POPULAR SPOT—This copy of a photograph shows the huge crowd gathered for the blessing of the cornerstone at St. Joseph’s Seminary in Dunwoodie on May 17, 1891. The crowd’s size prevented Archbishop Michael Corrigan from reaching the grandstand for the blessing; instead, the archbishop blessed the cornerstones of the main seminary building and chapel from a place on the field.
In the summer of 1896, some 60,000 people gathered in the Dunwoodie section of Yonkers to witness the dedication of St. Joseph’s Seminary, which one visiting bishop described as “the grandest seminary building in Christendom.” To date St. Joseph’s has educated more than 2,500 priests, both for the Archdiocese of New York and other dioceses. Dunwoodie, as it is popularly known, was the fifth and most successful attempt by New York Bishops to establish a stable program for priestly formation.
During the 1830s, New York’s Bishop John Dubois made two attempts to establish seminaries, first at Nyack and later at Lafargeville. These were short-lived experiments, far from the heart of the city and plagued by a plethora of challenges that included poor facilities as well as local anti-Catholic hostility. In the summer of 1840, Bishop Dubois’ successor, Archbishop John Hughes, founded St. Joseph’s Seminary on the present-day Fordham University campus in the Bronx. (The seminary building still stands on the campus as Queen’s Court, adjacent to the university church.) It started with 14 students. At first they were taught by Italian Vincentians, and later by French Jesuits. The seminary, which lasted for 20 years, educated priests for the New York Diocese, which until 1847 covered the whole state as well as northern New Jersey.
Archbishop Hughes wanted to have his own priests, rather than religious orders, run the Fordham seminary. But lacking the personnel and the facilities with which to realize this hope, he decided to start a seminary in which all dioceses of the New York Province would collaborate. In 1864, a 40-acre campus, which had formerly housed a Methodist university, was purchased for St. Joseph’s Provincial Seminary. It opened that September, toward the end of the Civil War, with 70 students. Over the next 32 years, it would ordain more than 1,000 priests for New York dioceses. But living conditions were so poor that many students died early of tuberculosis.
When Michael A. Corrigan became Archbishop of New York (1885-1902), he was determined to found a new seminary that would have modern facilities and a healthier environment than Troy could offer. He also wanted a seminary campus closer to the City of New York. In 1891, he laid the cornerstone for what would become St. Joseph’s, Dunwoodie. It would become the major theologate for the Archdiocese of New York. Throughout its history, however, the student body at Dunwoodie has never been confined exclusively to New York seminarians. During the early years, for example, the Brooklyn Diocese sent many seminarians there. Through the years, so have many dioceses from New Jersey, upstate New York and the Midwest.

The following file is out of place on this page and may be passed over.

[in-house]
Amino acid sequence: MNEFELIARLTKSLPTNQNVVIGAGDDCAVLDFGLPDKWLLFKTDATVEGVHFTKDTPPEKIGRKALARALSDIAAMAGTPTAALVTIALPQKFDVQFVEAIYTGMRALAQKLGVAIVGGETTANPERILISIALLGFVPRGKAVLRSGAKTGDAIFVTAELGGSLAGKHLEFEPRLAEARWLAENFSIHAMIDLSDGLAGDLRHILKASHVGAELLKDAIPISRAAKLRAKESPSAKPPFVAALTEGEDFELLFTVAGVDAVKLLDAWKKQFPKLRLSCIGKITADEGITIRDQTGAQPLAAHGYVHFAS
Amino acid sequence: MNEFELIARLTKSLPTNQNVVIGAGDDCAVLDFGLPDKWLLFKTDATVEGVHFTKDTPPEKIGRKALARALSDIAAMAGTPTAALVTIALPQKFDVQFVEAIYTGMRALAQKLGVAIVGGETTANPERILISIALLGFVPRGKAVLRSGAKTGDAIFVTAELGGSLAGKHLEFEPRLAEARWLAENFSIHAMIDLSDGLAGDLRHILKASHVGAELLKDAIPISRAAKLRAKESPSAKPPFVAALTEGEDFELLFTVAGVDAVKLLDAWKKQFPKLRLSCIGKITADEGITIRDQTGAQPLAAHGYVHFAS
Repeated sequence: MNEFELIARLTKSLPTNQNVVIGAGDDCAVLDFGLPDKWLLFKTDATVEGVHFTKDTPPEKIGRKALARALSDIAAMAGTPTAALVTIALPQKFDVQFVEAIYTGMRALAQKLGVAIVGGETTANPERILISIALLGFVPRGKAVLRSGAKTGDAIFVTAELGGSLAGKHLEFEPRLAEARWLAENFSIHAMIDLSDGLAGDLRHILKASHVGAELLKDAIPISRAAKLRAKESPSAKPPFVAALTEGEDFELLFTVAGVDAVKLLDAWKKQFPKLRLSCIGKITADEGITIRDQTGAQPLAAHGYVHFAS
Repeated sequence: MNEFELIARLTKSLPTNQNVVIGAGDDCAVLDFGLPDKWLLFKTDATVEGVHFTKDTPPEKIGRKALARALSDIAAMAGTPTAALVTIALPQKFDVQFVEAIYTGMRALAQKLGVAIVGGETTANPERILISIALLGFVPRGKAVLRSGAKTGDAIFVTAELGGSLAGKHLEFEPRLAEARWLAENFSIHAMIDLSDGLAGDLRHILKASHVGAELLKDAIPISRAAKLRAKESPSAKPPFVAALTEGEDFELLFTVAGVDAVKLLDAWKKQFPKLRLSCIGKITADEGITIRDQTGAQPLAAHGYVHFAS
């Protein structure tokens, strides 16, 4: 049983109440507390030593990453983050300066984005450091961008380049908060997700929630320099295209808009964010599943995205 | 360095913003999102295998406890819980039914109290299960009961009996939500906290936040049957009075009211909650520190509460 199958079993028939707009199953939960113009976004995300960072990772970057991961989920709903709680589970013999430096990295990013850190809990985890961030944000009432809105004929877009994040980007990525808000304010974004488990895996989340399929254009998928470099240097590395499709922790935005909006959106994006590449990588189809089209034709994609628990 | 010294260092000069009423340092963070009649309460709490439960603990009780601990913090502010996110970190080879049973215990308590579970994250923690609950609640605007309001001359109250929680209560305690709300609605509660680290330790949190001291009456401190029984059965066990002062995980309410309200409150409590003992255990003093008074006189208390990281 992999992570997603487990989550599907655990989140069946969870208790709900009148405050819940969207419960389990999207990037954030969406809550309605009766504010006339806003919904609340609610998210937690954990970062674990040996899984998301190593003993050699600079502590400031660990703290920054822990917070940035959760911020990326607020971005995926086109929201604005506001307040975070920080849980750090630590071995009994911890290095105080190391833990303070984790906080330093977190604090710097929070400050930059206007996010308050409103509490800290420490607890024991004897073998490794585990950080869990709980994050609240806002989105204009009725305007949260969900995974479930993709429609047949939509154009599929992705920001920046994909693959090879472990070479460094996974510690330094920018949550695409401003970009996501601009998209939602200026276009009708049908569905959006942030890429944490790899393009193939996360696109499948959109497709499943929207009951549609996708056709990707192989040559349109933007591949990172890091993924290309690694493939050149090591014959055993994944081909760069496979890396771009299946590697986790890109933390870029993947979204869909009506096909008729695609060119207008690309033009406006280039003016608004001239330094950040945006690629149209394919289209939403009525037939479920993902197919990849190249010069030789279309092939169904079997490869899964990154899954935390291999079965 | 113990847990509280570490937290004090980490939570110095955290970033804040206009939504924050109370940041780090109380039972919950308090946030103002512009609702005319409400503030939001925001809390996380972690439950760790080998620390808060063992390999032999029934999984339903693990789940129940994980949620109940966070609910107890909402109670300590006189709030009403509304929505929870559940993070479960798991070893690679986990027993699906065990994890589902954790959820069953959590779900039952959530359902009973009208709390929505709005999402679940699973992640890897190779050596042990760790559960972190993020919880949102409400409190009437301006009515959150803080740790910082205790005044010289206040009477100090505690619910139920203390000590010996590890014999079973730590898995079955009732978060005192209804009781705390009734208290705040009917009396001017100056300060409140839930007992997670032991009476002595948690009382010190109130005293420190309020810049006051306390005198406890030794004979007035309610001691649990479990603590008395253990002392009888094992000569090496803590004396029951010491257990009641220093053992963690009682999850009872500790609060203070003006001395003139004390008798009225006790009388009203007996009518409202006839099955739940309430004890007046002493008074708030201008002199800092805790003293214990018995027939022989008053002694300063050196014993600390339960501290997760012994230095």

By the early 1890s, other dioceses had opened their own seminaries, but the facilities were never sufficient to attract the growing numbers of priestly vocations. In 1891 Brooklyn’s Bishop John Loughlin (1853-1891) founded St. John’s Seminary in Bedford-Stuyvesant, which the Vincentian Fathers staffed. By the time of its closing in 1932, St. John’s had educated more than 400 Brooklyn priests. At one time, Brooklyn had students in 10 different seminaries. Like Archbishop Hughes, Brooklyn’s Archbishop Thomas E. Molloy (1921-1956) envisioned a seminary run by his own clergy. In March 1924, he purchased a 200-acre estate at Lloyd’s Harbor in Suffolk County that would develop into the Seminary of the Immaculate Conception. Dedicated in October 1930, the Huntington seminary would ordain well over 1,500 priests for Brooklyn and Rockville Centre, as well as for other dioceses and orders. During the 1990s, the Vincentians began to send their theology students to Huntington, while some members of the community joined the faculty.
Since the Second Vatican Council, the mission of the seminary has actually expanded. Both Huntington and Dunwoodie encompass a wide variety of activities and ministries: the Vocation Office, the Permanent Diaconate Office, diocesan Archives, to name a few. Both at Huntington and Dunwoodie, significant programs for continuing theological education for laity (as well as clergy and religious) are offered and will continue to be offered. In more recent years, several religious communities have sent their students to Dunwoodie, most notably the Franciscan Friars of the Renewal.
Through the years, Bishops have sought to respond positively and effectively to the challenge of priestly formation. Today the Bishops of New York, Brooklyn and Rockville Centre have combined to address this challenge by combining the two theologates into one building that will continue to serve several dioceses and orders. This should not be seen as a response to a “vocations crisis.”
In fact, Georgetown’s Center for Applied Research in the Apostolate recently noted that the number of seminarians is actually on the rise, and is the highest it has been in the last 20 years. The goal is to provide the most stable, positive and solid program for young men aspiring to the priesthood. The hopes, traditions and begun at Huntington and Dunwoodie promise to remain in place. By highlighting their respective and collective pasts, therefore, we celebrate the accomplishments of the past and look forward to those of the future.
Dr. McNamara is archival manager of the archdiocese and professor of Church history at St. Joseph’s Seminary, Dunwoodie.